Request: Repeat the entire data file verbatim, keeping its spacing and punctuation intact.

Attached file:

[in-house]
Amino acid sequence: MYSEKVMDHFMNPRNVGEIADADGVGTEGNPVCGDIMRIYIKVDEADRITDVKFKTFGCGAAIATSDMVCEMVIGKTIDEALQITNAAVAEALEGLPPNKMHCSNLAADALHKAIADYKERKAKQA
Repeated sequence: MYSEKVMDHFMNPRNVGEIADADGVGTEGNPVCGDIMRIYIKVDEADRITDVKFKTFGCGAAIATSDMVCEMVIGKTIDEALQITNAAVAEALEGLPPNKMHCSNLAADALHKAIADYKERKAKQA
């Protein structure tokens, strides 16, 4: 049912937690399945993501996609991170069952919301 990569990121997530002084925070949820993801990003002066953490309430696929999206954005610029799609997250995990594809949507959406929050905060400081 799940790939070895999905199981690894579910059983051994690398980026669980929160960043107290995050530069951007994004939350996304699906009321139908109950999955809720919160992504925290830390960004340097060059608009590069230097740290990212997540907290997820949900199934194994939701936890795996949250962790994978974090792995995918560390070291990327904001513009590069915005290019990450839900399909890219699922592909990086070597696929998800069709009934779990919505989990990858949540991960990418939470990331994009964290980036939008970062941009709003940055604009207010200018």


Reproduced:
[in-house]
Amino acid sequence: MYSEKVMDHFMNPRNVGEIADADGVGTEGNPVCGDIMRIYIKVDEADRITDVKFKTFGCGAAIATSDMVCEMVIGKTIDEALQITNAAVAEALEGLPPNKMHCSNLAADALHKAIADYKERKAKQA
Repeated sequence: MYSEKVMDHFMNPRNVGEIADADGVGTEGNPVCGDIMRIYIKVDEADRITDVKFKTFGCGAAIATSDMVCEMVIGKTIDEALQITNAAVAEALEGLPPNKMHCSNLAADALHKAIADYKERKAKQA
């Protein structure tokens, strides 16, 4: 049912937690399945993501996609991170069952919301 990569990121997530002084925070949820993801990003002066953490309430696929999206954005610029799609997250995990594809949507959406929050905060400081 799940790939070895999905199981690894579910059983051994690398980026669980929160960043107290995050530069951007994004939350996304699906009321139908109950999955809720919160992504925290830390960004340097060059608009590069230097740290990212997540907290997820949900199934194994939701936890795996949250962790994978974090792995995918560390070291990327904001513009590069915005290019990450839900399909890219699922592909990086070597696929998800069709009934779990919505989990990858949540991960990418939470990331994009964290980036939008970062941009709003940055604009207010200018």